Chapter 2: Introduction to the Chemistry of Life
By the end of this section, you will be able to:
- Describe the properties of water that are critical to maintaining life
Watch a video about why we need oxygen and how it causes problems for living things.
Do you ever wonder why scientists spend time looking for water on other planets? It is because water is essential to life; even minute traces of it on another planet can indicate that life could or did exist on that planet. Water is one of the more abundant molecules in living cells and the one most critical to life as we know it. Approximately 60–70 percent of your body is made up of water. Without it, life simply would not exist.
Water Is Polar
The hydrogen and oxygen atoms within water molecules form polar covalent bonds. The shared electrons spend more time associated with the oxygen atom than they do with hydrogen atoms. There is no overall charge to a water molecule, but there is a slight positive charge on each hydrogen atom and a slight negative charge on the oxygen atom. Because of these charges, the slightly positive hydrogen atoms repel each other and form the unique shape. Each water molecule attracts other water molecules because of the positive and negative charges in the different parts of the molecule. Water also attracts other polar molecules (such as sugars), forming hydrogen bonds. When a substance readily forms hydrogen bonds with water, it can dissolve in water and is referred to as hydrophilic (“water-loving”). Hydrogen bonds are not readily formed with nonpolar substances like oils and fats . These nonpolar compounds are hydrophobic (“water-fearing”) and will not dissolve in water.
Water Stabilizes Temperature
The hydrogen bonds in water allow it to absorb and release heat energy more slowly than many other substances. Temperature is a measure of the motion (kinetic energy) of molecules. As the motion increases, energy is higher and thus temperature is higher. Water absorbs a great deal of energy before its temperature rises. Increased energy disrupts the hydrogen bonds between water molecules. Because these bonds can be created and disrupted rapidly, water absorbs an increase in energy and temperature changes only minimally. This means that water moderates temperature changes within organisms and in their environments. As energy input continues, the balance between hydrogen-bond formation and destruction swings toward the destruction side. More bonds are broken than are formed. This process results in the release of individual water molecules at the surface of the liquid (such as a body of water, the leaves of a plant, or the skin of an organism) in a process called evaporation. Evaporation of sweat, which is 90 percent water, allows for cooling of an organism, because breaking hydrogen bonds requires an input of energy and takes heat away from the body.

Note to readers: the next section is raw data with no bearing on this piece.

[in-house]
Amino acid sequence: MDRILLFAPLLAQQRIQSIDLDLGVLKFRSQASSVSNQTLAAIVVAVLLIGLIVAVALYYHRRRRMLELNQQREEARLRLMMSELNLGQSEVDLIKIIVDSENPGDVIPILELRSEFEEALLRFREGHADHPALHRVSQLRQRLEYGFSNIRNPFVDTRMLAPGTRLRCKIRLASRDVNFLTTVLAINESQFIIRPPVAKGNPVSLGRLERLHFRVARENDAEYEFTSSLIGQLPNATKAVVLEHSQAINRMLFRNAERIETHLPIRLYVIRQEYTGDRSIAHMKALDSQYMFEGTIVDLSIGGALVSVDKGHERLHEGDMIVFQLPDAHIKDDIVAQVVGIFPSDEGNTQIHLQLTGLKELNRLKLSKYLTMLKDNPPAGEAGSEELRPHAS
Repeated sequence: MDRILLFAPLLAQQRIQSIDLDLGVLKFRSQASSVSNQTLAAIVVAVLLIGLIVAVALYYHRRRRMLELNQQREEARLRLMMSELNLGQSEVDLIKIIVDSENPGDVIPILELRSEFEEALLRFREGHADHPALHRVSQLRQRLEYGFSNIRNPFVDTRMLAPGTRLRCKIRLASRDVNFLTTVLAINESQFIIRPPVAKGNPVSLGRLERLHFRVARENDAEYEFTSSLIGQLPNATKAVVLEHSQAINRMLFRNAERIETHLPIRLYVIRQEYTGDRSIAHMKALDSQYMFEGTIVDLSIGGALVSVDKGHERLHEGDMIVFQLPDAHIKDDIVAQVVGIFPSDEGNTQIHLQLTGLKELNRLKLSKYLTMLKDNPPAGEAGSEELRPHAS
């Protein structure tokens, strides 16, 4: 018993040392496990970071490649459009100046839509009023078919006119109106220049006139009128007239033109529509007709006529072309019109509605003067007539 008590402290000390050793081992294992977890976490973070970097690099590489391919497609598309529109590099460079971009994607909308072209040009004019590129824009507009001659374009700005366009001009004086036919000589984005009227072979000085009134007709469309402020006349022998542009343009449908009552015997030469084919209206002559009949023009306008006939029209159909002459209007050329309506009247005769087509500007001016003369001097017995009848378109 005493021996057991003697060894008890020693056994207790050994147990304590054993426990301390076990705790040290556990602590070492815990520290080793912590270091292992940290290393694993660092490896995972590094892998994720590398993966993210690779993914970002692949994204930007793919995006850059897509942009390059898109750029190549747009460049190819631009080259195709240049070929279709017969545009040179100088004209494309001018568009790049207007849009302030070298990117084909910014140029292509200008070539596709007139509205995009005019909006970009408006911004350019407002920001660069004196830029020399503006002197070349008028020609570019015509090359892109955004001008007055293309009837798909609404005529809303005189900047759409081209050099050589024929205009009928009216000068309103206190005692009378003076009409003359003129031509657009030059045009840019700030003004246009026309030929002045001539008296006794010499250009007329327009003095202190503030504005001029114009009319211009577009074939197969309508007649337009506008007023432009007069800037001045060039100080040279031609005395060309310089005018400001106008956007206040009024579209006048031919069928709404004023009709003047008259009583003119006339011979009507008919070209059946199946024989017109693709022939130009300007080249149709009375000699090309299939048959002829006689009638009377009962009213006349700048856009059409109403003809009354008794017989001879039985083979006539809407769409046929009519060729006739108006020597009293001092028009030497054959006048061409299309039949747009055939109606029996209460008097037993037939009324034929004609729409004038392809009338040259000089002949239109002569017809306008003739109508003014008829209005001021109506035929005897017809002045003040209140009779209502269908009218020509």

Conversely, as molecular motion decreases and temperatures drop, less energy is present to break the hydrogen bonds between water molecules. These bonds remain intact and begin to form a rigid, lattice-like structure (e.g., ice) (Figure 2.8 a). When frozen, ice is less dense than liquid water (the molecules are farther apart). This means that ice floats on the surface of a body of water (Figure 2.8 b). In lakes, ponds, and oceans, ice will form on the surface of the water, creating an insulating barrier to protect the animal and plant life beneath from freezing in the water. If this did not happen, plants and animals living in water would freeze in a block of ice and could not move freely, making life in cold temperatures difficult or impossible.
Water Is an Excellent Solvent
Because water is polar, with slight positive and negative charges, ionic compounds and polar molecules can readily dissolve in it. Water is, therefore, what is referred to as a solvent—a substance capable of dissolving another substance. The charged particles will form hydrogen bonds with a surrounding layer of water molecules. This is referred to as a sphere of hydration and serves to keep the particles separated or dispersed in the water. In the case of table salt (NaCl) mixed in water, the sodium and chloride ions separate, or dissociate, in the water, and spheres of hydration are formed around the ions. A positively charged sodium ion is surrounded by the partially negative charges of oxygen atoms in water molecules. A negatively charged chloride ion is surrounded by the partially positive charges of hydrogen atoms in water molecules. These spheres of hydration are also referred to as hydration shells. The polarity of the water molecule makes it an effective solvent and is important in its many roles in living systems.